Background and Aim: To evaluate the association between psychoacoustical characteristics of tinnitus and audiogram configurations and reveal which theoretical mechanism dominates tinnitus. Materials and Methods: The medical charts of 110 adult participants' 164 ears with tinnitus were retrospectively reviewed. Audiological results, edge frequency, and psychoacoustical characteristics of tinnitus were assessed. Participants were divided into two groups as follows: normal hearing (NH) and sensorineural hearing loss (SNHL). Results: No significant relationship was observed between age, gender, tinnitus pitch, and loudness between the two groups. In the SNHL group, there was a weak positive correlation between tinnitus pitch and frequency of maximum hearing loss (FMHL), and a strong positive correlation between the mean tinnitus loudness at the tinnitus pitch and FMHL. Besides, the edge frequency was positively and weakly correlated with the tinnitus pitch and FMHL. No statistically significant difference was observed between the groups regarding the tinnitus pitch. However, tinnitus loudness was statistically higher in the NH group. No relationship was observed between the audiogram shapes and tinnitus timbre, pitch, and FMHL. In addition, the most likened tinnitus timbre was found to be tonal/whistle in both groups. A moderate positive correlation was observed between the tinnitus pitch and edge frequency in the gradual slope audiograms. Conclusions: The findings obtained in this study supported homeostatic plasticity theories for the SNHL group, and hidden hearing loss for the NH group.
Is tattoo in the operative field a disadvantage in posterior thoracolumbar surgery?
Murat Yilmaz, Kemal Yucesoy, Erkin Ozgiray DOI:10.4103/nsn.nsn_71_22
Objective: Tattooing has become more popular, especially in Western culture. We aimed to analyze the impacts of the presence of tattoos in the operative field for posterior thoracolumbar surgery. Methodology: This study was performed using data extracted from the medical files of 15 patients who underwent posterior thoracolumbar surgery between April 2013 and May 2020 in the neurosurgery department of our tertiary care center. Therapeutic, clinical, and cosmetic outcomes after surgery necessitating incision on the tattoo are presented together with a brief discussion of the current literature. Results: Our series consisted of nine women and six men with an average age of 31.03 (range, 17–45) years. The duration of follow-up was 52 (range, 6–90) months. Ten patients underwent posterior spinal stabilization, and a simple discectomy was performed on five patients. The therapeutic outcomes and clinical improvement were satisfactory in all patients. No complications attributed to the presence of tattoos were detected in any patients. Conclusion: Posterior thoracolumbar surgery usually necessitates a midline incision that may unavoidably result in the deformation of a tattoo. Our results yielded that therapeutic and cosmetic results in patients with tattoos in the operative field were acceptable in the vast majority of cases after posterior thoracolumbar surgery.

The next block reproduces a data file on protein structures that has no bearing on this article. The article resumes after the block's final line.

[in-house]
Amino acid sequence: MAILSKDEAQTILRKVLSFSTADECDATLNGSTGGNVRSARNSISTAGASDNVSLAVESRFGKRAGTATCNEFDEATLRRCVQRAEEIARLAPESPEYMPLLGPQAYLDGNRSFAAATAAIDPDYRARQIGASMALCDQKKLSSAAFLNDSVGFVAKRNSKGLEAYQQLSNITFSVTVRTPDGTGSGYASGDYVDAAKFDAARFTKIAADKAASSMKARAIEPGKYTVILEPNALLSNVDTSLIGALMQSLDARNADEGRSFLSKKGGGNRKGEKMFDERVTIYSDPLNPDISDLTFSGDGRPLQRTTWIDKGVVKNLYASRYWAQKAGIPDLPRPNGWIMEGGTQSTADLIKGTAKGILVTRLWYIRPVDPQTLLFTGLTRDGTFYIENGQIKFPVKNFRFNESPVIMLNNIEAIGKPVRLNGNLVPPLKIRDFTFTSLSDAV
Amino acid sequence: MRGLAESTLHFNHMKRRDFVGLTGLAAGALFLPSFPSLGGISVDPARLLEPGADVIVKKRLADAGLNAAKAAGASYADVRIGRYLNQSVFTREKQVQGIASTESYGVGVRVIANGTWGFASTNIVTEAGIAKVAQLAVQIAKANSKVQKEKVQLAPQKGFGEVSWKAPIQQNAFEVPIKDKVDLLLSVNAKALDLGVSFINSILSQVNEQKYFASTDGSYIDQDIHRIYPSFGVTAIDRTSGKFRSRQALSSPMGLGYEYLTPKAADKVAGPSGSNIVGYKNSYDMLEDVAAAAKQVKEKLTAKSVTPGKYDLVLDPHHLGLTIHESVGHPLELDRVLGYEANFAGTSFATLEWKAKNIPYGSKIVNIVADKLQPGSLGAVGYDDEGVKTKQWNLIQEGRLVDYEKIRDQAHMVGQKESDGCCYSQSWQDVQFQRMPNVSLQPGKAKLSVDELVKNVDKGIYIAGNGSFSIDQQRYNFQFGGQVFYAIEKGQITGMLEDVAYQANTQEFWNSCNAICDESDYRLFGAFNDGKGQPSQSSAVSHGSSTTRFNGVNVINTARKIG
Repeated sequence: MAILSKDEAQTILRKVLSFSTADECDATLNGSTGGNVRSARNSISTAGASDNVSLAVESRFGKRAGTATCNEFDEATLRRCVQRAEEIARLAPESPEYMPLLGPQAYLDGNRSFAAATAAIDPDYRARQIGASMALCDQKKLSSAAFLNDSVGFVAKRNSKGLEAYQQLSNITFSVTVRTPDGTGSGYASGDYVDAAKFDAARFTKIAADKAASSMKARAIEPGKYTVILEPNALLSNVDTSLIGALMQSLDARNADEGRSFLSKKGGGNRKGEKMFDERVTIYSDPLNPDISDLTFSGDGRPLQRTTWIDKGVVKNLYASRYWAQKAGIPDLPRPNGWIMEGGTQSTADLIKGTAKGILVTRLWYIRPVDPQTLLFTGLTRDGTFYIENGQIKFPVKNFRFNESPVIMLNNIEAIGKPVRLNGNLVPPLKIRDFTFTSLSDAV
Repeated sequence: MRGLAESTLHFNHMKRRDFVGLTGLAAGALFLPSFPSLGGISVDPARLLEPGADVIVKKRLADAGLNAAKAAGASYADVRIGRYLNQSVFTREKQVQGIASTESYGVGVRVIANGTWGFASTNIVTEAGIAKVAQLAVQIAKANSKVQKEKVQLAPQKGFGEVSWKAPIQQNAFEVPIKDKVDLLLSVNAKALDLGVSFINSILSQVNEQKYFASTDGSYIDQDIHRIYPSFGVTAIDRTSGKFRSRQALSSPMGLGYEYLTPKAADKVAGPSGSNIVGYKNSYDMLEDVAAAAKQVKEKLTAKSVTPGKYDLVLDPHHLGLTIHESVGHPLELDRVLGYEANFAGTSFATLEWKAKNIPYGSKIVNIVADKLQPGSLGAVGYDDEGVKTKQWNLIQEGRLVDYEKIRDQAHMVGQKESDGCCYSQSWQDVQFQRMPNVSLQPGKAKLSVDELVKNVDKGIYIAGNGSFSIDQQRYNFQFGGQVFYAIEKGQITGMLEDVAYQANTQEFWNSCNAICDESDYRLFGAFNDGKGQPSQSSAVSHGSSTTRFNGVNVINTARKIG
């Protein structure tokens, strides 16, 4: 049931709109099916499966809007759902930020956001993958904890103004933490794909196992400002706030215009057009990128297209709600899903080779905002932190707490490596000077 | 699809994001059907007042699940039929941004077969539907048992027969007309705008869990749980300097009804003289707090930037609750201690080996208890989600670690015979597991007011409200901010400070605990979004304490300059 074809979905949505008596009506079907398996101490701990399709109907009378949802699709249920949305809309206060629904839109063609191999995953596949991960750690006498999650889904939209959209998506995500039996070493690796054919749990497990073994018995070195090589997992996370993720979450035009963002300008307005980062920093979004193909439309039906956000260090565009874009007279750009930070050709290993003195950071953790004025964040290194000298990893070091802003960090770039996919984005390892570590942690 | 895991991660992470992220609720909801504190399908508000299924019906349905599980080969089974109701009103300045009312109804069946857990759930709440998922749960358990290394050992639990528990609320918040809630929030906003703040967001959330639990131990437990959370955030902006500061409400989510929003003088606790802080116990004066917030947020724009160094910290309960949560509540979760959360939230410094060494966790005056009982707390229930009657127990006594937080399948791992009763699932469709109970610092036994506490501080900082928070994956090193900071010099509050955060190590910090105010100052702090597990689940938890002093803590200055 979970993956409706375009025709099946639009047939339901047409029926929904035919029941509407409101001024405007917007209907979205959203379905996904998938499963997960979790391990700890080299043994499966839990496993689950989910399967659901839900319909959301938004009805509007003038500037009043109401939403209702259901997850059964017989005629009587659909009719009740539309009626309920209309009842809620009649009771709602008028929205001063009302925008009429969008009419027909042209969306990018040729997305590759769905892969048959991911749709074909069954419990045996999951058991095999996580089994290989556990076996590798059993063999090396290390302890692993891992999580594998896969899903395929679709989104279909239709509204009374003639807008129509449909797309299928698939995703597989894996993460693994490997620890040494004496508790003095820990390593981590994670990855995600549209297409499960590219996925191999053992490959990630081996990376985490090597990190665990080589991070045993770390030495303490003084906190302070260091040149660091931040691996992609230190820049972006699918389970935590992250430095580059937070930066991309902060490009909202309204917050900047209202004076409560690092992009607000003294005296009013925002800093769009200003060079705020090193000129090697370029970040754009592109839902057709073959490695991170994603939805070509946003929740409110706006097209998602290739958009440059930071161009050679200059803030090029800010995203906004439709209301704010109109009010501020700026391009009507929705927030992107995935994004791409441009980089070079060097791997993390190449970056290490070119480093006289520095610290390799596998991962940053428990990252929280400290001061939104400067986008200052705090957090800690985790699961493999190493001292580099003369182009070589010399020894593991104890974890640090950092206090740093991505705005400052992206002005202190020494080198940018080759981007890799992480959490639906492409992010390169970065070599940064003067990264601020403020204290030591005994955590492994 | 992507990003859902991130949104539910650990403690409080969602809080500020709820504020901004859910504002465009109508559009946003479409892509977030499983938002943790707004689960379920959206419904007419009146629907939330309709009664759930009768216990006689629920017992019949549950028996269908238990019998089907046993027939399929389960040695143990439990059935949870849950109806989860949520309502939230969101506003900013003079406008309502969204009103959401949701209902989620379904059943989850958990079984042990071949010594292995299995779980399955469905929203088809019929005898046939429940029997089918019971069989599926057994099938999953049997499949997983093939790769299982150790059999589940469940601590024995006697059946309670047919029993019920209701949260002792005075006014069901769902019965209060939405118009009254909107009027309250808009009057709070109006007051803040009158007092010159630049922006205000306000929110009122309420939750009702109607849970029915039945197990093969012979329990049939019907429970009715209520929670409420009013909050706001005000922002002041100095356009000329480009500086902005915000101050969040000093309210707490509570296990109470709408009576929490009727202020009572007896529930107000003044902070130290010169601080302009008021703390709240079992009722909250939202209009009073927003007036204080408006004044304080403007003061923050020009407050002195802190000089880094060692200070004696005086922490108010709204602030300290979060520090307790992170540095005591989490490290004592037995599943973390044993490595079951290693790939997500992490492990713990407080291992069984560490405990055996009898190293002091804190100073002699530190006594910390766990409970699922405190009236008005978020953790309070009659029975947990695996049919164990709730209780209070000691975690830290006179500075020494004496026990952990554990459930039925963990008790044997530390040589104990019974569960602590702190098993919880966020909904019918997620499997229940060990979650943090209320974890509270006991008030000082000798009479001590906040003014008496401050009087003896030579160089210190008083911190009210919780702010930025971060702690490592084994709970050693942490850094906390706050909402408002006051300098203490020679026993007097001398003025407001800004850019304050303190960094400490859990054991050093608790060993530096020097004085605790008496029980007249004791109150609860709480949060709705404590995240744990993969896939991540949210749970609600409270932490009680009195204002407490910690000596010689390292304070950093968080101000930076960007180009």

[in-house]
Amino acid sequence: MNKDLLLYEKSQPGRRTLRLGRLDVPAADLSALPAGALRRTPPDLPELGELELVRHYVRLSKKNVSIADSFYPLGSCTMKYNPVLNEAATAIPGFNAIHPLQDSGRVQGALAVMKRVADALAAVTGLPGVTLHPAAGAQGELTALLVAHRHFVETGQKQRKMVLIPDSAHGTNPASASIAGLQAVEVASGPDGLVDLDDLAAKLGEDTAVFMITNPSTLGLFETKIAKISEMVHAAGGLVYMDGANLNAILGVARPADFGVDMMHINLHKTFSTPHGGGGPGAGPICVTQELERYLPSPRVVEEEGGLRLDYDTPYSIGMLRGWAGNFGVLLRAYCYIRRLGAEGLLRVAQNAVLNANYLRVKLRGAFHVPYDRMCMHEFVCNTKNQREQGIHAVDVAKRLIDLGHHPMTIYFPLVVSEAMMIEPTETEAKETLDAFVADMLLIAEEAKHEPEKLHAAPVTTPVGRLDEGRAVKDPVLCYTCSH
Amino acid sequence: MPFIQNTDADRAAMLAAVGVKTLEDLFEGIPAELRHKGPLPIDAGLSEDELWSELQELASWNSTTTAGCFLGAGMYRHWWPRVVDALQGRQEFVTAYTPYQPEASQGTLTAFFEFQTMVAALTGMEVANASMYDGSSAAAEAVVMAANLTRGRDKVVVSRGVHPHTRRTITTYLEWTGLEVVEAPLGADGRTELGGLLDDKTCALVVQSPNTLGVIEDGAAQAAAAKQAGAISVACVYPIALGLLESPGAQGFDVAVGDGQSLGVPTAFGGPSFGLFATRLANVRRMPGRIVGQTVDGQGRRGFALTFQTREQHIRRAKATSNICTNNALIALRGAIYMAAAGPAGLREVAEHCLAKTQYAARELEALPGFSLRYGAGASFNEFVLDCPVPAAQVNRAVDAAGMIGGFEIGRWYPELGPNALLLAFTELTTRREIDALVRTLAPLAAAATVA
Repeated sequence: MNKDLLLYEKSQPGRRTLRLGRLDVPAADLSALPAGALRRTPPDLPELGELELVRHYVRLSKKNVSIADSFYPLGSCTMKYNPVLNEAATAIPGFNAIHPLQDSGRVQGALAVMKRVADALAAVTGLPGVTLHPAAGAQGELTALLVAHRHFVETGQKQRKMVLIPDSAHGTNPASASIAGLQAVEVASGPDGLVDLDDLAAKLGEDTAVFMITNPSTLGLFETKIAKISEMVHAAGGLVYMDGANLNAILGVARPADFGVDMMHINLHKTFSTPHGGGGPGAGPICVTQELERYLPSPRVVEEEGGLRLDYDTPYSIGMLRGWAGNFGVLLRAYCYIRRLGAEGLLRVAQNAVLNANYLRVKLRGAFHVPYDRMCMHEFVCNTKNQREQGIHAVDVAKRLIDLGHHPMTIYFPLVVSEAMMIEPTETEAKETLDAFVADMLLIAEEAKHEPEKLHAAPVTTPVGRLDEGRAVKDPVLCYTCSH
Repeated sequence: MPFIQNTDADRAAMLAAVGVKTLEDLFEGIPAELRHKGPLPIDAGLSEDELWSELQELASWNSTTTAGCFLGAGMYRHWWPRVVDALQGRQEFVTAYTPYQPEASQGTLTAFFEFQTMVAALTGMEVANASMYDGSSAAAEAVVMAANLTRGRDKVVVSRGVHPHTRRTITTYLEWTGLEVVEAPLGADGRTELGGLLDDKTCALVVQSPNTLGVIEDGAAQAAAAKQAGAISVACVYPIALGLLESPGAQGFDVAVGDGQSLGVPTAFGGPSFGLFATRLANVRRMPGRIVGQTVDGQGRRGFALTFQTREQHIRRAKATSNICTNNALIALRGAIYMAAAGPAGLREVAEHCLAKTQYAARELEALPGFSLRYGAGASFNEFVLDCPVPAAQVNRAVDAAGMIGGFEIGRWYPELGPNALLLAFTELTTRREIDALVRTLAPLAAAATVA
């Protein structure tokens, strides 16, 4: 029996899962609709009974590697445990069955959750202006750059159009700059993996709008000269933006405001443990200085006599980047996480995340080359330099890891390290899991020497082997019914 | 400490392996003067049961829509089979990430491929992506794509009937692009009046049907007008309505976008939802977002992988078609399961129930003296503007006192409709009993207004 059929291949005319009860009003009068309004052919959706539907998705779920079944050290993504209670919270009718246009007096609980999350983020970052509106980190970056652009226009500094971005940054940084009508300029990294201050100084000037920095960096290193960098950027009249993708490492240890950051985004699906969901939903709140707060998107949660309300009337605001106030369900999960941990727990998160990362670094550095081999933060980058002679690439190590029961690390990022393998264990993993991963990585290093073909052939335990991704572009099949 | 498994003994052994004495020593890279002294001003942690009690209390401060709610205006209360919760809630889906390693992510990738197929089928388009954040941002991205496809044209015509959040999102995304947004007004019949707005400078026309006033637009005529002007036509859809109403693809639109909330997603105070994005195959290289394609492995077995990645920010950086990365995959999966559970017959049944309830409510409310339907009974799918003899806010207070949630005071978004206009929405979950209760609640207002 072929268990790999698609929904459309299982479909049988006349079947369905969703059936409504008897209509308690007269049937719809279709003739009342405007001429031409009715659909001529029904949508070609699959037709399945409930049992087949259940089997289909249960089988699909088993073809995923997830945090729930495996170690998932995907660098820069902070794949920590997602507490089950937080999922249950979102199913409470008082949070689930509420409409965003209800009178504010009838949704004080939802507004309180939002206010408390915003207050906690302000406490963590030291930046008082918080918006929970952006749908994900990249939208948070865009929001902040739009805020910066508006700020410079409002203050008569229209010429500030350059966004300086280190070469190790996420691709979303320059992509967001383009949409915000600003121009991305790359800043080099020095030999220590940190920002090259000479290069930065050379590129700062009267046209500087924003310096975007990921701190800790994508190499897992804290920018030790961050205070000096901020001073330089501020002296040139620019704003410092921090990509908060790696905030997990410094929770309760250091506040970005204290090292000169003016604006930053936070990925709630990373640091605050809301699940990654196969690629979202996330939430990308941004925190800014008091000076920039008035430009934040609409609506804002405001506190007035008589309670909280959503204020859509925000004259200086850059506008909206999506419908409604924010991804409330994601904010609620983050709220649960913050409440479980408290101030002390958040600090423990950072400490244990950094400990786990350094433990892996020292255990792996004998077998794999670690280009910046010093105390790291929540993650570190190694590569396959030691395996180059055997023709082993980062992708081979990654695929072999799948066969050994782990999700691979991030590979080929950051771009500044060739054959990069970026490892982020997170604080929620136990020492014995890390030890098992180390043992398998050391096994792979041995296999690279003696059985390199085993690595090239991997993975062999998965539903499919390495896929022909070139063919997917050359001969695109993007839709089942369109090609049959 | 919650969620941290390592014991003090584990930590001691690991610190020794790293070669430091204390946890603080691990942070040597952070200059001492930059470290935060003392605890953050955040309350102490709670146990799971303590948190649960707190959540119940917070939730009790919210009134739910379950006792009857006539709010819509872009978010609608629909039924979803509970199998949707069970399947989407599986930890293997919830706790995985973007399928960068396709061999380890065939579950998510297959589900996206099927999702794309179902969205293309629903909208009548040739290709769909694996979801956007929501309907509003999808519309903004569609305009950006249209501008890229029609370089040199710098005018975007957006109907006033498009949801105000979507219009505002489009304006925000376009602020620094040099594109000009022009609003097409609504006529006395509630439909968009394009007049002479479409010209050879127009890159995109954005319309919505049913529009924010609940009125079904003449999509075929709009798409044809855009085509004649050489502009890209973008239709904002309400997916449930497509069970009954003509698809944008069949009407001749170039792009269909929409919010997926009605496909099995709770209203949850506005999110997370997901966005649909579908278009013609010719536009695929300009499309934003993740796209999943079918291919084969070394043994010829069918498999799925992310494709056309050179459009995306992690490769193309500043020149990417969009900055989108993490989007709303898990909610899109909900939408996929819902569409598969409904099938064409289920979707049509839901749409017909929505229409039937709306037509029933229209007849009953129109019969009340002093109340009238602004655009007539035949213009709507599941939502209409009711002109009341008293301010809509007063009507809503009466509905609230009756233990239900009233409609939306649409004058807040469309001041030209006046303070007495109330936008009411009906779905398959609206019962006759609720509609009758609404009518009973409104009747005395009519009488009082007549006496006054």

Introduction: The aim of this study was to compare routine awake electroencephalography (r-EEG), melatonin-induced sleep EEG (m-EEG) and EEG (d-EEG) after sleep deprivation studies in terms of epileptiform anomalies (EA), and to compare d-EEG and m-EEG studies in terms of sleep induction in patients requiring differential diagnosis of epileptic seizure/nonepileptic seizure. Methods: The study included 45 patients aged 18–45 years who had at least one seizure suspected to be epileptic but could not be diagnosed with epilepsy with clinical and laboratory findings. Each patient underwent r-EEG on the 1st day, d-EEG on the 2nd day after 24 h of sleeplessness, and m-EEG on the 3rd day after the administration of 6 mg melatonin following 7 h night sleep. Three separate EEG tracings of the patients were compared for EA. The d-EEG and m-EEG methods were examined for their ability to achieve sleep, total sleep time (ST), and sleep latency (SL). Results: When the detection rate of EA in d-EEG and m-EEG was compared with that of r-EEG, it was found to be significantly higher (P < 0.001) (73.3% with d-EEG, 75.6% with m-EEG, and 35.6% with r-EEG). Sleep was achieved at a rate of 100% after receiving melatonin and at a rate of 97.8% with sleep deprivation. There was no significant difference between d-EEG and m-EEG in terms of mean ST and SL (ST = 58.6 ± 12.6 min and 59.7 ± 8.3 min, respectively; SL = 287.6 ± 484.3 s and 152.2 ± 178.7 s after the start of the EEG, respectively). Conclusions: Sleep EEG is superior to awake EEG in terms of detecting EA. In an EEG study, where melatonin was used to induce sleep, the sleep rate and SL were similar to those of d-EEG, and melatonin did not have an EA increasing or suppressing effect on EEG. Given the ease of application and low side effect profile, it is thought that m-EEG may be an applicable method in the diagnosis of epilepsy.